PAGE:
On the one hand, the federal government saves money if there are fewer people enrolled in Medicaid. So that would bring the cost of Obamacare down. On the other hand, some of the people who are no longer going to be eligible for Medicaid will probably choose to buy subsidized private insurance via the exchanges. That's more expensive than Medicaid would have been, which raises the projected cost of Obamacare.

So what's the net cost? Today the Congressional Budget Office weighed in:

  • Decreased cost of Medicaid: -$289 billion
  • Increased cost of subsidies: $210 billion
  • Miscellaneous changes: -$5 billion
  • Net difference between 2012-2022: -$84 billion

So we're saving money. But wait!  The American Action Forum also released an estimate today, just for the six states that have already promised to opt out, and it looks like this:

  • Decreased cost of Medicaid: -$120 billion
  • Increased cost of subsidies: $195 billion
  • Miscellaneous changes: -$3 billion to +$5 billion
  • Net difference between 2014-2021: $72-80 billion

There are some different assumptions at work in these two estimates. But what's important isn't the difference in amount, but the difference in sign. CBO projects a net cost decrease for each state that opts out, while AAF projects a net cost increase.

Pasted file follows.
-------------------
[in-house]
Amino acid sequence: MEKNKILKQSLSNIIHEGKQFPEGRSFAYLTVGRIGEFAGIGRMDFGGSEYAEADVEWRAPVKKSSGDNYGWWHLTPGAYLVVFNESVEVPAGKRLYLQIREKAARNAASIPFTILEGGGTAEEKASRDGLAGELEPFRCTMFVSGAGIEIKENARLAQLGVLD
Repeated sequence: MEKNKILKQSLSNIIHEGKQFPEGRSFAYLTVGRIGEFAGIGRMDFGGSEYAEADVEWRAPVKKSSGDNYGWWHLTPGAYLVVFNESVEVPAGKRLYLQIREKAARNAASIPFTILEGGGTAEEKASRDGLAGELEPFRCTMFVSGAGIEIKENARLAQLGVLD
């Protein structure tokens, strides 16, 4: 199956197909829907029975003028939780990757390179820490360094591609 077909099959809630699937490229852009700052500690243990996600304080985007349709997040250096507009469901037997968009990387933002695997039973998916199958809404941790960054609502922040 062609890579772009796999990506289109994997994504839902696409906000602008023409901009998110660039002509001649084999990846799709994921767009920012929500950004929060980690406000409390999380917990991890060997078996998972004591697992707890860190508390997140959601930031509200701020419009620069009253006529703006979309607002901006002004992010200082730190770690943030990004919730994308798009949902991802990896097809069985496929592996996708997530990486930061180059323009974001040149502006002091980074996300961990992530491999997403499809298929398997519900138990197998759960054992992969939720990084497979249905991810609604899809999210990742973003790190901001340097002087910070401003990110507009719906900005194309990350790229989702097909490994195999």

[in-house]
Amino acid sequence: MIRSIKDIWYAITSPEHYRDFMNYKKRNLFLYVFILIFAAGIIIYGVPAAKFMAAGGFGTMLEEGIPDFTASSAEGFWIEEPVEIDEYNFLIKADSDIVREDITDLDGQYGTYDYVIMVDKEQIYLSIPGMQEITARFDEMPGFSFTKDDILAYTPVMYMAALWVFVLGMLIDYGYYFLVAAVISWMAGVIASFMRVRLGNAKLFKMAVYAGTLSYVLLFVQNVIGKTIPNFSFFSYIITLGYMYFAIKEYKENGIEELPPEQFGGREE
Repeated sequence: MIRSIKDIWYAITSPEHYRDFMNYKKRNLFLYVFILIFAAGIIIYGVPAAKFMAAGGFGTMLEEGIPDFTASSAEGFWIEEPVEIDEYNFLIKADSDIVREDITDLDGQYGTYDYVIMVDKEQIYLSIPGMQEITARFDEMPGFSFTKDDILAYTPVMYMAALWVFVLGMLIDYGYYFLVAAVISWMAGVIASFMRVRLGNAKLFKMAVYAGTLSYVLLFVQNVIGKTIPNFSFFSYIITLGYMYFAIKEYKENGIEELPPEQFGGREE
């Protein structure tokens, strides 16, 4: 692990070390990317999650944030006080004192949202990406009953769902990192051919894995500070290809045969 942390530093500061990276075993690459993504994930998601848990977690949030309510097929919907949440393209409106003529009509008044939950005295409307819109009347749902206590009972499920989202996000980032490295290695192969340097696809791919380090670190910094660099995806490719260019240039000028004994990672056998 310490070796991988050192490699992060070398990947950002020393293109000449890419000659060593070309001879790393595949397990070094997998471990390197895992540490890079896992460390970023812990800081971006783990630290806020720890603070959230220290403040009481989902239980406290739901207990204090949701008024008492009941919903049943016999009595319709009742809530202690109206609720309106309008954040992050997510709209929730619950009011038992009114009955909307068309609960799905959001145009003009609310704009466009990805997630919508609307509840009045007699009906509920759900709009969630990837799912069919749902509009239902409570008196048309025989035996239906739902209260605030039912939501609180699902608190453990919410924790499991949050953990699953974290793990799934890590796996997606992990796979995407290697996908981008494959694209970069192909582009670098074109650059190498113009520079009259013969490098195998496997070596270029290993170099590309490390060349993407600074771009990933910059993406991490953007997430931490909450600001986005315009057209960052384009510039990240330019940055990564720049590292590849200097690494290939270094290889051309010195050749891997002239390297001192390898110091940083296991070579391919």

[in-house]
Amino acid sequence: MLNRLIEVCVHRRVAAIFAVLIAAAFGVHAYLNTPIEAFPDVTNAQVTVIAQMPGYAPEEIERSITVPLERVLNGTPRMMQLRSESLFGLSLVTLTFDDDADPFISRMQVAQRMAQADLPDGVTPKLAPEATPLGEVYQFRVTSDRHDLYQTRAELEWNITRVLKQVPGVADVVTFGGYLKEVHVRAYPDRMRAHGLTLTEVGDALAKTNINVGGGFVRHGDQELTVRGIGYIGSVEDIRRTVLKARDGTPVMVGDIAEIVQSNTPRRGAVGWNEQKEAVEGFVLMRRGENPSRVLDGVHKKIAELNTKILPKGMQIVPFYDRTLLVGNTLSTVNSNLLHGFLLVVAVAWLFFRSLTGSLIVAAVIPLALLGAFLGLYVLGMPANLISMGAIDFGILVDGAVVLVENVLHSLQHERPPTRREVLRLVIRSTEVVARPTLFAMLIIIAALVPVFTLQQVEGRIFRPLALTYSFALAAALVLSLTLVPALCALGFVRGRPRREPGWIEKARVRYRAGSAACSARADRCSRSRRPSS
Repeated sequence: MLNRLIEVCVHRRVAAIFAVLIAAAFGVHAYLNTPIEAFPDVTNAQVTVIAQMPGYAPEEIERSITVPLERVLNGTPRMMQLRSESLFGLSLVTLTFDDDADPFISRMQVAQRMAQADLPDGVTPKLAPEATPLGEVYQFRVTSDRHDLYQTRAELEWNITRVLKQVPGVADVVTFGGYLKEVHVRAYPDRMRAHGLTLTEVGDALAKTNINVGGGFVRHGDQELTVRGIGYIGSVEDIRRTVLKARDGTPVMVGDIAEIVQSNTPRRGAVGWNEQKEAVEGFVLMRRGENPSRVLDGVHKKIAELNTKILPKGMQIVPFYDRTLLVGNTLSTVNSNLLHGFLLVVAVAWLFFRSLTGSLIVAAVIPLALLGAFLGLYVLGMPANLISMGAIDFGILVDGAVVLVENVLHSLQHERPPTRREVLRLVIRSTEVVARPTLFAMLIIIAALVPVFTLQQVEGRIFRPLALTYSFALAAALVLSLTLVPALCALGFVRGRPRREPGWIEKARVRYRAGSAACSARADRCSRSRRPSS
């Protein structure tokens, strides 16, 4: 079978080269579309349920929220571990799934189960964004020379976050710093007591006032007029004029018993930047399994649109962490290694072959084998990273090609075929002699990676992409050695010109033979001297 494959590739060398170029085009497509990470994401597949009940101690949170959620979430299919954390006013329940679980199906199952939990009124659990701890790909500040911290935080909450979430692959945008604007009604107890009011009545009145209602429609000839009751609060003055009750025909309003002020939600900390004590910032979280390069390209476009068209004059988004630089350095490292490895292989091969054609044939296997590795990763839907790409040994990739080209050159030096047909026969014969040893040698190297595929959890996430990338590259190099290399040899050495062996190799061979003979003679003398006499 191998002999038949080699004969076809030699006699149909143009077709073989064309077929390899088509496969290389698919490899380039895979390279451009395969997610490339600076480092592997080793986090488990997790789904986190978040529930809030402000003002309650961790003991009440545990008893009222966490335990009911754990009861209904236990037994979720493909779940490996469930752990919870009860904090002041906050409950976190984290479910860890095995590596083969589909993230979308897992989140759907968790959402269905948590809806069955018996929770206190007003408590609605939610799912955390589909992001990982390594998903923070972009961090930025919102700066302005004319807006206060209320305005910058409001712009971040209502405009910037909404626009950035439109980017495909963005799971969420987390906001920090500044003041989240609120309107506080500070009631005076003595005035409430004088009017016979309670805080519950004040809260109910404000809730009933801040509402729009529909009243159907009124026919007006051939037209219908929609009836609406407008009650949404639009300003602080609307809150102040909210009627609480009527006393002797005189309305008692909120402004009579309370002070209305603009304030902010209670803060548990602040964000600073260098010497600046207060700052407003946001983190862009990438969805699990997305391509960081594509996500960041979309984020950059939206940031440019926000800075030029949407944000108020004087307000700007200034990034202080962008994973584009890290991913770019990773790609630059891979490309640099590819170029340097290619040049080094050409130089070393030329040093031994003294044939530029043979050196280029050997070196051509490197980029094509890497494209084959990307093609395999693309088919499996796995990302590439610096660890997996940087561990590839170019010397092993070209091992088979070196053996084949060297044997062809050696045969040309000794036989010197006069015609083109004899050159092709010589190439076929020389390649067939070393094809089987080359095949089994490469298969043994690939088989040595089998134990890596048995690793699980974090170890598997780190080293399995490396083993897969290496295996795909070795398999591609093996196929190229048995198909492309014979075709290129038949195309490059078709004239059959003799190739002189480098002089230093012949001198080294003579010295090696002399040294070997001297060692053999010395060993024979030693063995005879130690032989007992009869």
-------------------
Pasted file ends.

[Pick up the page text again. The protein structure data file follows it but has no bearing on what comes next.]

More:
In other words, we still don't know how this will play out. Stay tuned.

The Value of Pre-K Education, Take 2

| Tue Jul. 24, 2012 2:07 PM PDT

Matt Yglesias isn't sold on my idea that if we were forced to make a tradeoff, we'd be better off reducing our K-12 funding and putting the money into increased funding of pre-K programs:

I think a lot of the thinking about the efficacy of pre-K education is based on looking at the best performing programs while thinking about K-12 tends to be informed by thinking about the typical program. But in both cases quality matters. The best charter school networks in America really do seem to be incredibly effective at teaching children, but as charter school critics point out the average charter school's performance is merely average. The pre-K results look pretty similar to me. The best programs get amazing results, but lots of programs are non-amazing in practice.